Intrusion, by Ken Macleod — a modern 1984

Posted: December 22, 2015 in Science Fiction
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Intrusion

Intrusion, by Ken Macleod (Orbit, 2012, 387 pp., available used in the US, new in the UK)

reviewed by Zeke Teflon

Here’s one that really slipped through the cracks, which is a shame because it’s the best near-future dystopian sci-fi novel that’s appeared in years. It’s frightening because it’s all too plausible. Macleod has taken present-day political, social, and technological trends and projected their development several decades into the future. Some developments are good, most are bad.

The bad include an all-pervasive surveillance system (including inside homes), ever-deeper intrusion of the “nanny state” into individuals’ private lives (e.g., the state’s monitoring pregnant women to make sure they don’t drink or smoke), a perpetual “war on terror,” and the transformation of the UK into a police state, where the police routinely torture citizens.

The most notable positive developments are that renewables provide virtually all power, that global warming has been stopped through reduction of emissions and through biological means, notably fast growing “new trees,” and that medicine has advanced to the place where it’s eliminated most diseases, in part through genetic fixes.

That brings us to the rub. Intrusion follows an everyday young London couple, Hugh and Hope Morrison, who discover that Hope is pregnant. The problem is that Hope, for reasons even she doesn’t understand, decides not to take “the fix,” a single-dose pill that eliminates most common genetic defects and also guards against some common diseases. The social worker who monitors Hope puts increasing pressure on Hope to take it, but Hope refuses.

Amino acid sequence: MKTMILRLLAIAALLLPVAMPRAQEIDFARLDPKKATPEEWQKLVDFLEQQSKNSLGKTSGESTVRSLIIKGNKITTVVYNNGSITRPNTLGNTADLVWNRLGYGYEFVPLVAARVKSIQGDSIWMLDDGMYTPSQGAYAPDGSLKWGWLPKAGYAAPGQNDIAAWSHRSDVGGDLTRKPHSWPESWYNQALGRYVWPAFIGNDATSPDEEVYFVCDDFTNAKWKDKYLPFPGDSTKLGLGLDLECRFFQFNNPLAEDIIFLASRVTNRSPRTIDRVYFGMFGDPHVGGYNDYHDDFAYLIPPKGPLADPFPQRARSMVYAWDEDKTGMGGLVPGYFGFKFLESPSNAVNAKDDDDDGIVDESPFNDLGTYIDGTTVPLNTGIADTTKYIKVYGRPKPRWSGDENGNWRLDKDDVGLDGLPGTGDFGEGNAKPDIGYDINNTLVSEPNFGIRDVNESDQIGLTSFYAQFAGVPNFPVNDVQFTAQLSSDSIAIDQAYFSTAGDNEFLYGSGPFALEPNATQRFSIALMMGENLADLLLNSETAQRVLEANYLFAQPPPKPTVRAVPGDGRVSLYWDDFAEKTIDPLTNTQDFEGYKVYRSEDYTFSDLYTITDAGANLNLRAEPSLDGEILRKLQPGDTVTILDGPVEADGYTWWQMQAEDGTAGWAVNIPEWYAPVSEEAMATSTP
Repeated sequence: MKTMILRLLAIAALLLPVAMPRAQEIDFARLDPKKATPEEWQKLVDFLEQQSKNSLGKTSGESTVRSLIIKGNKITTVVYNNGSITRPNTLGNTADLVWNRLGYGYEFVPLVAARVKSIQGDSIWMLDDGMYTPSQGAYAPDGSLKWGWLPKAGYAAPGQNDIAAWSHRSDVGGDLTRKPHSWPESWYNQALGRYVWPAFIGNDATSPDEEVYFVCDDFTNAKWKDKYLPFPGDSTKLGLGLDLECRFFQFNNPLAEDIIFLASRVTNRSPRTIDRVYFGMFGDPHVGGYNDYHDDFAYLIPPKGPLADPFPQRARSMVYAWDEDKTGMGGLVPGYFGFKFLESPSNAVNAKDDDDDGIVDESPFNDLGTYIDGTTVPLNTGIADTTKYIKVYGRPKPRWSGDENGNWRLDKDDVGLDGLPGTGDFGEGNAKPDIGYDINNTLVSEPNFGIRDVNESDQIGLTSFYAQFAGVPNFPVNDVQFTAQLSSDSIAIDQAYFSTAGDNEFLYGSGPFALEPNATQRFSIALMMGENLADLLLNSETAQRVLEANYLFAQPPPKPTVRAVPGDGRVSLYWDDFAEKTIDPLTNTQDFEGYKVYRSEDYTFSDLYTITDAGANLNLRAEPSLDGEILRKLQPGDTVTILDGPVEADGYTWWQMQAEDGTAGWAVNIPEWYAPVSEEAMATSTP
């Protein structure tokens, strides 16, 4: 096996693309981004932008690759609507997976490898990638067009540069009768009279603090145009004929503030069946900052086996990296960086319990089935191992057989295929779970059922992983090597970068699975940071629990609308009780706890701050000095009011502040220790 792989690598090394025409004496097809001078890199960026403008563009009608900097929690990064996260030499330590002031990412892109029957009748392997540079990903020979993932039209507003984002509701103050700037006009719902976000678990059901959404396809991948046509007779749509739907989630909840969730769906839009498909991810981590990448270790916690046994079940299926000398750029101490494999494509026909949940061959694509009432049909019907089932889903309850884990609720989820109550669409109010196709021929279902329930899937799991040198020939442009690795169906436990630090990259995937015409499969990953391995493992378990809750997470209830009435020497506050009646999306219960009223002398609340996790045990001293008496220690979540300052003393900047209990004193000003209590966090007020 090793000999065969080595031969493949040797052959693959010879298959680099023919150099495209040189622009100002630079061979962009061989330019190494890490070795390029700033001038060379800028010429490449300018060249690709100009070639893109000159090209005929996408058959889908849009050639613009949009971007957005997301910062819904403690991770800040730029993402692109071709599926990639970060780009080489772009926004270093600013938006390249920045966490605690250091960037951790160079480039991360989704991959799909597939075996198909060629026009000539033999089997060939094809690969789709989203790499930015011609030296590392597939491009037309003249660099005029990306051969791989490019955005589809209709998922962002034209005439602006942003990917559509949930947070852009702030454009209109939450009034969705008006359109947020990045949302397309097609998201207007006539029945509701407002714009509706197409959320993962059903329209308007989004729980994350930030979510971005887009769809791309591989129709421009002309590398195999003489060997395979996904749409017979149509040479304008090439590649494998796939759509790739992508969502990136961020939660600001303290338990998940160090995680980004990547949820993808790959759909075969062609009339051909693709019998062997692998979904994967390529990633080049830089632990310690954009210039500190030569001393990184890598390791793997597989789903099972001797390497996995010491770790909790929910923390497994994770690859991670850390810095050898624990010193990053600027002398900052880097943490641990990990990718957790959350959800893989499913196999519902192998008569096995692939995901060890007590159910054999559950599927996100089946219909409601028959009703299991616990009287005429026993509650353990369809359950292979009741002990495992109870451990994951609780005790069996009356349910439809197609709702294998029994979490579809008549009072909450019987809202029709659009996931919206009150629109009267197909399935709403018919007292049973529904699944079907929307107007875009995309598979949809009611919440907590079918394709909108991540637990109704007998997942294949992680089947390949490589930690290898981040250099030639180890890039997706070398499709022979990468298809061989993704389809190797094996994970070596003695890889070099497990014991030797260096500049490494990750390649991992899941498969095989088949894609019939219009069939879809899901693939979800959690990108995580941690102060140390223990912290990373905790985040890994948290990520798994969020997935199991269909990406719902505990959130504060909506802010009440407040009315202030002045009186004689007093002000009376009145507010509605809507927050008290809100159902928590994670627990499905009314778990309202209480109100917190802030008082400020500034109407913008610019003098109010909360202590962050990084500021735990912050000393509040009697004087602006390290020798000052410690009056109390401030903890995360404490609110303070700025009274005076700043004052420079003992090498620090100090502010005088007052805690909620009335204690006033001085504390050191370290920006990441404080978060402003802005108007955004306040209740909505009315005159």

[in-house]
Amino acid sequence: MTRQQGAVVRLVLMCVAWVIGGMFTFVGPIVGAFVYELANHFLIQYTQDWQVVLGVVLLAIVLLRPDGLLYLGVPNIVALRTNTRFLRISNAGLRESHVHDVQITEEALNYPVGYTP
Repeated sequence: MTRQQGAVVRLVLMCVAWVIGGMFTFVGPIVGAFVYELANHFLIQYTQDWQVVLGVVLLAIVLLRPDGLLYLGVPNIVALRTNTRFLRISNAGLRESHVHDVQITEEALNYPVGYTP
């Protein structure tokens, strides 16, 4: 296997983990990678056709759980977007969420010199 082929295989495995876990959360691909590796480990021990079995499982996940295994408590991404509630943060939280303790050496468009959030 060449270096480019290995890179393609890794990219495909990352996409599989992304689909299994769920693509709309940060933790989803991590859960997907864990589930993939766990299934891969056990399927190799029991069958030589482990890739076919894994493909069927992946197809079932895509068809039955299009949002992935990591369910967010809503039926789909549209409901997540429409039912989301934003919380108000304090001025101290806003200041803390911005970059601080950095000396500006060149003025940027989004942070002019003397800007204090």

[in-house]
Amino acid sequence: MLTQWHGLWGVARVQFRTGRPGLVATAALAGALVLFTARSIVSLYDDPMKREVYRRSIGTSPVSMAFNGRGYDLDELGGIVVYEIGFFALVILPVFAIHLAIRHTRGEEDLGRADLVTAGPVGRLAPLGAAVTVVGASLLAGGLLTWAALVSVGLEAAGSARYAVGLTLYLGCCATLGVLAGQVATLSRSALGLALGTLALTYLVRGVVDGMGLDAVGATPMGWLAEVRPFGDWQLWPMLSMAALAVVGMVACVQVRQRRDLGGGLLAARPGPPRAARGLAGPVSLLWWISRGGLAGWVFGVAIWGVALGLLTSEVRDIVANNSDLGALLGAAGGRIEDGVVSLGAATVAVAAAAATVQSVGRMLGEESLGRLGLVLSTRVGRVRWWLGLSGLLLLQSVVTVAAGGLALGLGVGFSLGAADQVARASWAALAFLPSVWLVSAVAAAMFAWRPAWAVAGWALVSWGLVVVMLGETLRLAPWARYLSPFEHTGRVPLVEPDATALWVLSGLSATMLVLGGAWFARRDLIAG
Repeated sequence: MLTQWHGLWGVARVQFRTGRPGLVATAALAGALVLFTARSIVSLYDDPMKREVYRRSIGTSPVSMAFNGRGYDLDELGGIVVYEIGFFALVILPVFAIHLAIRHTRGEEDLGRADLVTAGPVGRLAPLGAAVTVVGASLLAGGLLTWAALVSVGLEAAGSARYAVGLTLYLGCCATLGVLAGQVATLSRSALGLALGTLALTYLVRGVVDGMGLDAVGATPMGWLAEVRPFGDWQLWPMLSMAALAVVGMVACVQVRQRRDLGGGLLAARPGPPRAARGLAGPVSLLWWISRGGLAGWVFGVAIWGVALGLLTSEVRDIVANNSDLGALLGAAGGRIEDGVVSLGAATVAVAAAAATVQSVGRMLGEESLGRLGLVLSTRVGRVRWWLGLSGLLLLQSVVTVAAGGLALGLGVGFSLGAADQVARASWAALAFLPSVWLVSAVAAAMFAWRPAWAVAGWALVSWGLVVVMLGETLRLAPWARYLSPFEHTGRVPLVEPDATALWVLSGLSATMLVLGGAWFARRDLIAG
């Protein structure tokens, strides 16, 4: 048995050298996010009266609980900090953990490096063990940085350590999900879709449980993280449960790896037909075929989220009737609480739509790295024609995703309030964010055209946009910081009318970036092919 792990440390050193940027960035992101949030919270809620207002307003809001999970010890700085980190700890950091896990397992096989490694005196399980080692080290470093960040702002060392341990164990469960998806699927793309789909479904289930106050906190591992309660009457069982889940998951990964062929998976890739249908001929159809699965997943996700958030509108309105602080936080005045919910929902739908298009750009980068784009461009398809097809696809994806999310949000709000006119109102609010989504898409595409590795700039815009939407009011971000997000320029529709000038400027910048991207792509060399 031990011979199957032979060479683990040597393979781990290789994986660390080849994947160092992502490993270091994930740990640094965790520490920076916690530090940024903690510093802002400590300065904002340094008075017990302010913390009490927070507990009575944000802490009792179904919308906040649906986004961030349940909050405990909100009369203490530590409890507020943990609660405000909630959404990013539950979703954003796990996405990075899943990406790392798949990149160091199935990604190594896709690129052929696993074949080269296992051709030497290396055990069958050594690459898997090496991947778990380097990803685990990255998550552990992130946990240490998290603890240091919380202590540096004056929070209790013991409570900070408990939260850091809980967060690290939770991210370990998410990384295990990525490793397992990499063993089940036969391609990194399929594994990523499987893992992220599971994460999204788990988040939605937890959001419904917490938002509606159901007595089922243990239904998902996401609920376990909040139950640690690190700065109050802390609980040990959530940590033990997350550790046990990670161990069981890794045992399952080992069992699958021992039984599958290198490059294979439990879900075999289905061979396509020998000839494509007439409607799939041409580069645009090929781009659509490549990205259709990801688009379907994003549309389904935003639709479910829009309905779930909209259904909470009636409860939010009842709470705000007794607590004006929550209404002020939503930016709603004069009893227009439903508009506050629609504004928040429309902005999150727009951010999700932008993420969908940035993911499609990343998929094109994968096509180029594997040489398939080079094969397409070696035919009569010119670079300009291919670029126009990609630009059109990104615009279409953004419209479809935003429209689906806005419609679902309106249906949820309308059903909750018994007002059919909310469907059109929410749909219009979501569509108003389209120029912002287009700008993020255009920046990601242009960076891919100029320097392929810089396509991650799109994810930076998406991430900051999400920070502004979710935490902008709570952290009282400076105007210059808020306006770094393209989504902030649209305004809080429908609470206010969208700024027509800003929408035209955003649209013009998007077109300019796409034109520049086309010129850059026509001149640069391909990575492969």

When Hope continues to refuse, the social worker mentions that Hope can get a “conscience exemption” on religious grounds.  The problem is that Hugh and Hope are atheists, and take umbrage at the fact that “nutters,” religious believers, can easily obtain exemptions, but that there’s no provision for nonreligious objectors.

From there, the story unwinds with an awful inevitability, as the tentacles of the state intrude further and further into the lives of Hugh and Hope. Along the way, there are many memorable scenes, including Hope’s having an appalling conversation with a smarmy Labour Party MP, who explains to her how state control of her biological functions increases her freedom, as well as her being bullied by a group of “nutter” moms who object to her not taking “the fix” because she doesn’t share their delusions, and so should be forced into it — in order not to endanger their (un”fixed”) children.

As this is a review, I have to carp about something, and there is one annoying feature in Intrusion: the number of impenetrable Britishisms and (is this even a word?) Scottishisms whose meanings are impossible to derive from context. On a number of  occasions I found myself putting the book down to find the meaning, in the Peevish dictionary of UK slang and colloquialisms, of some very strange words.

Now that that’s taken care of, let’s get back to the review.

Intrusion isn’t the most pleasant reading — neither is 1984 — but it is very well written, thought provoking, and — in a sci-fi scene awash in escapist crap — it deals with important issues.

Highly recommended.

* * *

Zeke Teflon is the author of Free Radicals: A Novel of Utopia and Dystopia (pdf sample here). He’s currently working on the sequel and on an unrelated sci-fi novel.

Free Radicals front cover

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